‘The long exposure time required by the first cameras favoured the static attributes of buildings, making them a far more reliable subject than the human figure,’ reads the dry introductory text to this extensive and actually quite moving show of photography from the past 80 years. The statement is true, up to a point. Barring disaster, buildings don’t tend to move. But the effects of light, weather and most noticeably, human activity, make architecture anything but a static subject.
A case in point is Berenice Abbott’s most famous photograph, ‘Night View, New York’ (1932). She worked out that, in order to get the shot of the illuminated city she was after, she had a small window of opportunity: it had to be dark, but the image had to be taken before 5pm, when people began to leave work for the day and turn off their office lights (those were the days), while leaving enough time for a requisite 15-minute exposure. Abbott realised that 4.30pm, during the week before Christmas was her only option.
Like Abbott’s electrified city night-scape, humanity courses through this show. As German photographer Thomas Struth says, buildings ‘express pride, anger, ignorance, love – everything that humans are capable of expressing.’ What these photographs mostly reveal, though, especially en masse, is the space between architectural fantasy and lived reality. Julius Shulman’s ‘Mad Men’-era images of gleaming West Coast modernism peddle a (long lost) lifestyle fantasy and Lucien Hervé’s shadowy photographs of Le Corbusier’s Indian dream city Chandigarh, taken in the 1950s, are like beautiful futurist paintings in which humans appear like willing parts of the machine.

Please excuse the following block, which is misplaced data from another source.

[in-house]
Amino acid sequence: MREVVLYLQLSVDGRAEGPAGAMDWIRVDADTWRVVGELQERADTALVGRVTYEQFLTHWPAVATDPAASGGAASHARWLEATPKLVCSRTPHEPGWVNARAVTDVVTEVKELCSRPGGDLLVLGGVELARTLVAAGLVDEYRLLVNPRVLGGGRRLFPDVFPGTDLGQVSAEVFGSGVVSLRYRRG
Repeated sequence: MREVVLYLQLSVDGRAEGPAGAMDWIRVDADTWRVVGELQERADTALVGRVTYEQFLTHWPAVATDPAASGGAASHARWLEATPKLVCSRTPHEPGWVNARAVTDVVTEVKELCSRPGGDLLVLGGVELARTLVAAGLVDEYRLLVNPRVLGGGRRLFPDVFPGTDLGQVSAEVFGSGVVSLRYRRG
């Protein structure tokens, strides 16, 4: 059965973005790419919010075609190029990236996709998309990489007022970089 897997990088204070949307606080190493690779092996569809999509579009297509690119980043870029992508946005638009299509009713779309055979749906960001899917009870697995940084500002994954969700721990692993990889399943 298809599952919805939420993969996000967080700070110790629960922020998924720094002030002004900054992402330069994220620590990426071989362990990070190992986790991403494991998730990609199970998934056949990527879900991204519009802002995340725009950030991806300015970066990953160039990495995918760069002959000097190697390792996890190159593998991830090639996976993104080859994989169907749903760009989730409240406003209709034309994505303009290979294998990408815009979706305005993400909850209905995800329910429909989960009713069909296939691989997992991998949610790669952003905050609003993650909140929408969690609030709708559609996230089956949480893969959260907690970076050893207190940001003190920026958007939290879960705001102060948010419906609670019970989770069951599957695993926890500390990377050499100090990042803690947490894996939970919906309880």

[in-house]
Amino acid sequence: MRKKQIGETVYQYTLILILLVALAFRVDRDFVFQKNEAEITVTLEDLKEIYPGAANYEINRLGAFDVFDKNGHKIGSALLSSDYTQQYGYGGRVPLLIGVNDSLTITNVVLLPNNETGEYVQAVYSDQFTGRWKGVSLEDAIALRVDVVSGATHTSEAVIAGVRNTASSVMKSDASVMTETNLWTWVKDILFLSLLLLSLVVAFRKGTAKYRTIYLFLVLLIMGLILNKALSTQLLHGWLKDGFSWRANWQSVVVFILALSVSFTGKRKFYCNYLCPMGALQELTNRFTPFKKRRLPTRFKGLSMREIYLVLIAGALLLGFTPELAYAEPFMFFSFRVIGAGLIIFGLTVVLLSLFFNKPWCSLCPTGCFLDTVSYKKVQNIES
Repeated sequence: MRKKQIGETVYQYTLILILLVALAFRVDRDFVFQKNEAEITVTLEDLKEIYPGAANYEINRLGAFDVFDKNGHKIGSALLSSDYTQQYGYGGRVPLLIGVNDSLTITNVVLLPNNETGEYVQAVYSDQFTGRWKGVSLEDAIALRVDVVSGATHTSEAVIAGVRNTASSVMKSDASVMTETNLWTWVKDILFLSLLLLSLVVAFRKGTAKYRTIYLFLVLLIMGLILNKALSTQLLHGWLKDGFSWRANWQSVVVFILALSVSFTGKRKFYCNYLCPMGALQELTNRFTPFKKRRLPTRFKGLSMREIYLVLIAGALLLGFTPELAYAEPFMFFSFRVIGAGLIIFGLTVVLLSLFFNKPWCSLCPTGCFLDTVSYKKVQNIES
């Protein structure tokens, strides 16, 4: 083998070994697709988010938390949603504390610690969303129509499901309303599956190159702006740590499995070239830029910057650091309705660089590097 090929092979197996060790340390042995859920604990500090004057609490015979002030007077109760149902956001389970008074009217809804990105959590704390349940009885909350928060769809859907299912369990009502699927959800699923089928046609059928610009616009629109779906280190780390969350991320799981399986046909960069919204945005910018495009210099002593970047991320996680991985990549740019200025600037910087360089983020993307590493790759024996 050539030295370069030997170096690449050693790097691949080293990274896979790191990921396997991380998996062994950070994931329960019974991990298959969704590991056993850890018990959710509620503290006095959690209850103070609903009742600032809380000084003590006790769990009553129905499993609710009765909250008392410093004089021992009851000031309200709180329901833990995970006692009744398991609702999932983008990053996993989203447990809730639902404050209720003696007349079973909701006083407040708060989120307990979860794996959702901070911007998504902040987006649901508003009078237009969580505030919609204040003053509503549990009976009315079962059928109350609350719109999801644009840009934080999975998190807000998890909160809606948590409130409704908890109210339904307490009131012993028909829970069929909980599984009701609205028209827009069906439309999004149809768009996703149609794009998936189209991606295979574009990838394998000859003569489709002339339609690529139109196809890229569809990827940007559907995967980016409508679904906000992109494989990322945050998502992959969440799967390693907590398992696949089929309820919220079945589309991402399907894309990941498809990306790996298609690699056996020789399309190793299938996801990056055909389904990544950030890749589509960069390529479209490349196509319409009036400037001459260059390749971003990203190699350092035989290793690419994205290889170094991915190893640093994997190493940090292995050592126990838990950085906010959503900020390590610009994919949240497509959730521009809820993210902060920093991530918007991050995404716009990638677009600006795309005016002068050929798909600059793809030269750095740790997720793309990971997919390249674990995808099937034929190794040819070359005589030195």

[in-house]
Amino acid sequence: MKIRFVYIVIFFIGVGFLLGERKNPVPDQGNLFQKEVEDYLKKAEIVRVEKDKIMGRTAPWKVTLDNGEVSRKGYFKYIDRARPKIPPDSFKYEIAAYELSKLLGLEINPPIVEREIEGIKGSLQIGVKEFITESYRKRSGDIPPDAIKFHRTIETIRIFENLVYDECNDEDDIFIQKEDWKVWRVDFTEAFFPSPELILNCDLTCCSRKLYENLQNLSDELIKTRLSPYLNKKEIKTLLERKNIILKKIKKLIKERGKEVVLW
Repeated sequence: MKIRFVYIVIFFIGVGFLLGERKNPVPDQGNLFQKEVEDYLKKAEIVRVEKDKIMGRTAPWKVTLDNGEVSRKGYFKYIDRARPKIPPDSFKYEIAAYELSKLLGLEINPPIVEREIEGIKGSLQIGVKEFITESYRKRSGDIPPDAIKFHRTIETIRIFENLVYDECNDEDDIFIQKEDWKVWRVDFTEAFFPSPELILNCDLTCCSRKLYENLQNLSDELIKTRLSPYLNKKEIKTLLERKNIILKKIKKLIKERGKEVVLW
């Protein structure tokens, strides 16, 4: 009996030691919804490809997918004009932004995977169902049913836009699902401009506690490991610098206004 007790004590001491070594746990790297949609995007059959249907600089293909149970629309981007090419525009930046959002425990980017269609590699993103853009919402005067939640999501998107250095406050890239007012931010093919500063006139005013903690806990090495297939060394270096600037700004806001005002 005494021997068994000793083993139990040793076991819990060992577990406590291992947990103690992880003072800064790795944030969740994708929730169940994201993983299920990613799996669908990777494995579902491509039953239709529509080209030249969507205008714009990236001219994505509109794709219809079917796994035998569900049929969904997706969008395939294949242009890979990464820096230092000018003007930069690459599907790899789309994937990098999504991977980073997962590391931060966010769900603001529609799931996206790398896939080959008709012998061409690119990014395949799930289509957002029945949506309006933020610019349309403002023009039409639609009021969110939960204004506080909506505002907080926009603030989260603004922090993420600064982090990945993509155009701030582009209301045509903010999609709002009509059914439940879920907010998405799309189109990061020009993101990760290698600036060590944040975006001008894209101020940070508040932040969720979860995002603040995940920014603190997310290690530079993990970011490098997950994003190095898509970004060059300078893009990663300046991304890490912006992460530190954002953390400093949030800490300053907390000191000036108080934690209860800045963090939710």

In stark contrast is Bas Princen’s 2009 shot of Mokattam Ridge, Cairo, known as ‘Garbage City’ for the refuse sacks that festoon every balcony and rooftop, and Guy Tillim’s 2006-7 series focusing on the crumbling remains of government buildings and luxury hotels built in post-colonial Africa. Both reveal how architecture often winds up being used in ways that its designers could never have foreseen.
There are notable omissions – including William Eggleston and Roberts Adams – as well as some unnecessary inclusions (Walker Evans’s portraits of Depression-era sharecroppers seem superfluous). Apart from Struth’s 1977 shot of a desolate Mile End terraced street there’s no London architecture on display, which seems odd, especially given Barbican’s iconic status. Look around you, though, and the gallery itself becomes an integral part of the show. Walls have been extended to make dramatic double-height spaces and apertures have been created to frame extraordinary glimpses of both the pictures on the walls and the Barbican’s unflinchingly modernist interior. As well as being one of the best photography shows in a long time, it must also be one of the most photogenic – just as long as you like concrete.